TARC Bus

A TARC bus drives down W. Broadway. (WDRB Photo)

LOUISVILLE, Ky. (WDRB) -- Some members of Metro Council say they're ready to remove board members, delay votes on others or take other various actions in response to a recently-released audit of the Transit Authority of River City (TARC). 

David Beyer, a former FBI agent, conducted the investigation on behalf of Metro Council for more than a year and recently published his report of findings.

From the time he joined Louisville's public transit system in 2017, former executive Director Ferdinand Risco "embarked on a pattern of behavior that can best be described as that of a sexual predator," according to the independent investigation of Risco's tenure with the city.

"This behavior resulted in untold emotional trauma to his many victims — both employees at TARC and an outside contractor," the audit concluded.

In addition, Risco was financially negligent, spending "many times that of his predecessor," according the audit, which found he traveled "extensively and lavishly on TARC funds" and entered into "questionable" contracts with friends and acquaintances that could have been handled by employees.

"There was little documentation of any sufficient oversight into Risco's activities," Beyer wrote in the audit.

The Metro Council Oversight and Audit committee on Tuesday invited Beyer to share more of his conclusions and answer questions.

"I think we all can agree that the behavior of Ferdinand Risco was abhorrent," he began. "It was reprehensible."

In the meeting, some of the council members who commissioned the audit focused on how Risco got hired and promoted to executive director in the first place.

A September 2020 report commissioned by TARC itself says Risco's background was checked and nothing troubling was found from his previous employer in Atlanta.

Beyer's audit, however, discovered Risco's background was not thoroughly vetted by TARC or the mayor's office, and troubling details that could have disqualified Risco were never discovered.

Former TARC Executive Director Ferdinand Risco

Former Transit Authority of River City (TARC) Executive Director Ferdinand Risco. (WDRB photo)

"In the TARC report, the statement is, 'Had we done a background check, nothing would have been found.' And my investigation found quite to the contrary," Beyer told the committee. "There was abundant negative information out there involving Mr. Risco that would have caused anyone with any reasonability to question whether he was the right fit for TARC."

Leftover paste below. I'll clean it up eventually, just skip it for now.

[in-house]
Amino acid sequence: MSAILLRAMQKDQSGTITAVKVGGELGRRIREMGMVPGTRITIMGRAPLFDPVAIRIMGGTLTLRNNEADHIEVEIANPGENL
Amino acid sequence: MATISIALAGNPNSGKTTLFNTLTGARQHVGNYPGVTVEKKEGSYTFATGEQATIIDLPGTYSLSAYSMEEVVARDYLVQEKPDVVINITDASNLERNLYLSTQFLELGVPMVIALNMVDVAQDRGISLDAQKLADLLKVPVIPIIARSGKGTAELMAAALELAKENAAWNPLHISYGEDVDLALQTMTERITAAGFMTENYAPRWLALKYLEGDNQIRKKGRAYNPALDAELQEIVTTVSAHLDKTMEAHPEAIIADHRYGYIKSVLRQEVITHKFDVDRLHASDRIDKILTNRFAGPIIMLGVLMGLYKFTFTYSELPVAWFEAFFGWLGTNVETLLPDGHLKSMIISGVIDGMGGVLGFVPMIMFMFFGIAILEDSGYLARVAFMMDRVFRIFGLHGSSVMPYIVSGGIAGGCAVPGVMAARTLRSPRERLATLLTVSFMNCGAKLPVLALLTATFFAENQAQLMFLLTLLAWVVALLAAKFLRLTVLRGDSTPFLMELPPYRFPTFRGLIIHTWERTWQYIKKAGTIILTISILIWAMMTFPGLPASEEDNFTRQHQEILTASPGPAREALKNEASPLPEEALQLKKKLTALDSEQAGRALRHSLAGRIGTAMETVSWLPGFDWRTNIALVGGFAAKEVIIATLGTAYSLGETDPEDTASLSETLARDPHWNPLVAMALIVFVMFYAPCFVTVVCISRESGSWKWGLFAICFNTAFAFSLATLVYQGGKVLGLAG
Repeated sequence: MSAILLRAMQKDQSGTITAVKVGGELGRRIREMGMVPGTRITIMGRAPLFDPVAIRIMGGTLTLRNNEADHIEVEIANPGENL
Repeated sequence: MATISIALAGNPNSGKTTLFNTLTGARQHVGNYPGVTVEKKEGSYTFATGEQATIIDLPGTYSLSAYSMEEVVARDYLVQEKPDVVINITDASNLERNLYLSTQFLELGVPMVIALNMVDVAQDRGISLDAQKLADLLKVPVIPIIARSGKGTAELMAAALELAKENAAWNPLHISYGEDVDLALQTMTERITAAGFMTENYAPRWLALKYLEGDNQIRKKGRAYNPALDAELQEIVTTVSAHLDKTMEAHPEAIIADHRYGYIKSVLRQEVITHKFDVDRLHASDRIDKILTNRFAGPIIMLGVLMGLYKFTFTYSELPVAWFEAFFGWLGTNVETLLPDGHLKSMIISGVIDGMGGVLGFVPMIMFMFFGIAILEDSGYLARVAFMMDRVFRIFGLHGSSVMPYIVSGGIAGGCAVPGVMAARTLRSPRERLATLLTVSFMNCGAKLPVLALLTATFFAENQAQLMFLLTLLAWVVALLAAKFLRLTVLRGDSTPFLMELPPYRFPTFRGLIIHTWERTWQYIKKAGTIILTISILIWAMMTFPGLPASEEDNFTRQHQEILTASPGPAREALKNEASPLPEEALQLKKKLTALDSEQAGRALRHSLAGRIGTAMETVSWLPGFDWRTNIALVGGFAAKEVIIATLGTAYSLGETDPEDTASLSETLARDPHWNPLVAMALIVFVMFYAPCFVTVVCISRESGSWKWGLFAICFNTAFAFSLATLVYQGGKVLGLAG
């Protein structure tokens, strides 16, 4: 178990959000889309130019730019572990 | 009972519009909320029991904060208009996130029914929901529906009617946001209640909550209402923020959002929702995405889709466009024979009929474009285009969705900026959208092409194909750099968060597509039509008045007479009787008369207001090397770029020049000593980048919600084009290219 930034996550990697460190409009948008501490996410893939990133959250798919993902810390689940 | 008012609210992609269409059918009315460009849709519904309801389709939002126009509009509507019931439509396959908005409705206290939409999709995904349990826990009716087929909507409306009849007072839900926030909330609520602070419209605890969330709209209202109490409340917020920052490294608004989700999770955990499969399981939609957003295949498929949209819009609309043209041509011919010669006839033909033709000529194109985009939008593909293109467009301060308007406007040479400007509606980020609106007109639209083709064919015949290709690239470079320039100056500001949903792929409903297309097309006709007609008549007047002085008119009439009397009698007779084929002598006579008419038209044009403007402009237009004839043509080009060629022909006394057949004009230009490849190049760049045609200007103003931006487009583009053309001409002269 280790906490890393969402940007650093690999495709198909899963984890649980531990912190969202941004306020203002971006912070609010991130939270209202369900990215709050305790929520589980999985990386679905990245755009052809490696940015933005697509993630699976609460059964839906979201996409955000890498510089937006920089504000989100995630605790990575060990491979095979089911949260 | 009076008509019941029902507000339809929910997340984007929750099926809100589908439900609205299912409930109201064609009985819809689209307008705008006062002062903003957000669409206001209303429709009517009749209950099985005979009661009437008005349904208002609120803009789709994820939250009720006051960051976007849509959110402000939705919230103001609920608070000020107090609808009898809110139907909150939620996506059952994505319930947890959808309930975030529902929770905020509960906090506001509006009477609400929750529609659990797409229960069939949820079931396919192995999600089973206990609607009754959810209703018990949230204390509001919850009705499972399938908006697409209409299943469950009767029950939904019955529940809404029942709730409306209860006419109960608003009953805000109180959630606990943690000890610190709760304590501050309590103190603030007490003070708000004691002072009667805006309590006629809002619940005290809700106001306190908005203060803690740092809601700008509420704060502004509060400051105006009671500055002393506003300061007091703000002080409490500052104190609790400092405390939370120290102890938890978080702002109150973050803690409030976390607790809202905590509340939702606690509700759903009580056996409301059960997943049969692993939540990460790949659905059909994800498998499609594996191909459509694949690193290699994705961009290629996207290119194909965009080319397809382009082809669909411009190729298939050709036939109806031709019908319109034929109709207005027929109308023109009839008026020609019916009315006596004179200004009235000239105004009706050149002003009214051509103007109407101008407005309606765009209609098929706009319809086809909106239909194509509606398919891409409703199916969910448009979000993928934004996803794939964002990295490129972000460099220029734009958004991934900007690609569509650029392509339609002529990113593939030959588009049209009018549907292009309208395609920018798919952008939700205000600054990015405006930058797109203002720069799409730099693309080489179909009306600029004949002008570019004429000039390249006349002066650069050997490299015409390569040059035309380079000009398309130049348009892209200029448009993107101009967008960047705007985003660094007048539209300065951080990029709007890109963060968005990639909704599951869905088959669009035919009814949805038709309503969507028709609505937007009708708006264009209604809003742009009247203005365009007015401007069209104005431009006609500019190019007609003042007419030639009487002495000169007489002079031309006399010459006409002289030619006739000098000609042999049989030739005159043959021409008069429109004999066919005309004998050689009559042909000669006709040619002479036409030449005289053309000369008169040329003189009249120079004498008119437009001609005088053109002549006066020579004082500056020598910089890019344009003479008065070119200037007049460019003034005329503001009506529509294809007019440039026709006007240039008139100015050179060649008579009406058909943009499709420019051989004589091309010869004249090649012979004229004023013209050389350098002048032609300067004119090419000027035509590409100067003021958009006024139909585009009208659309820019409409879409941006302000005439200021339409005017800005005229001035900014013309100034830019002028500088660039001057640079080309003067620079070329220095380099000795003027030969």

Beyer said he "acquired this information, not through a court order, not through a search warrant, not through a subpoena, but by doing some basic FBI 101 background investigating — of picking up the telephone, trying to locate people, and talking to people, and developing a rapport with them and getting them to speak with me."

What also troubled some on council is what has happened since Risco resigned in February 2020.

Beyer said TARC has made a lot of improvements but can't say if new hires are now being vetted better, if a new sexual harassment tip line is effective or if TARC's board is providing any real oversight.

Councilman Brent Ackerson, D-26

Councilman Brent Ackerson, D-26. (WDRB photo) 

As Councilman Brent Ackerson and other council members pointed out Tuesday, the abuse happened under the board's watch.

"Either we have a board that is inept or we have a board that is derelict in its duty," said Ackerson, D-26. "The only way you show there's a new day is to get rid of the old."

Ackerson suggested it's time for council to get more involved. When asked for specifics, he and Anthony Piagentini suggested several changes: firing the current TARC board, passing legislation that puts more oversight on that board and others and encouraging Mayor Greg Fischer's office to hold more TARC employees accountable for past actions.

"If he doesn't start taking this more seriously and start taking action, not only should we remove the board members that are there — particularly the ones that were at TARC when all this happened — but we should start rejecting all the recommendations of the mayor until he starts getting serious about taking the action he needs to take," said Piagentini, R-19.

In a statement, Jean Porter, a spokesperson for Fischer, argued the administration's response to the "despicable" sex scandal was immediate and thorough.

"When these allegations came to light, the Mayor immediately initiated a thorough investigation, demanded Risco’s resignation, appointed a strong interim leadership team and launched a national search that resulted in the hiring of an extremely capable and experienced permanent director," Porter wrote. "It is affirming to see that most of Mr. David Beyer’s recommendations ... align with those made by previous audits and reports already implemented by TARC in the wake of Risco’s 2020 firing." 

Porter refuted some of Beyer's testimony and also argued that his report unfairly discredits members of the administration and others, including "several" TARC board members, "who have worked diligently over the past year to help rectify the damage that Risco caused in his brief 13-month tenure."

Porter also lauded changes that have already been made at TARC, including the tip line. Despite testimony from Beyer, she said the phone line is operated by a third-party and allows anonymous reporting of violations at TARC.

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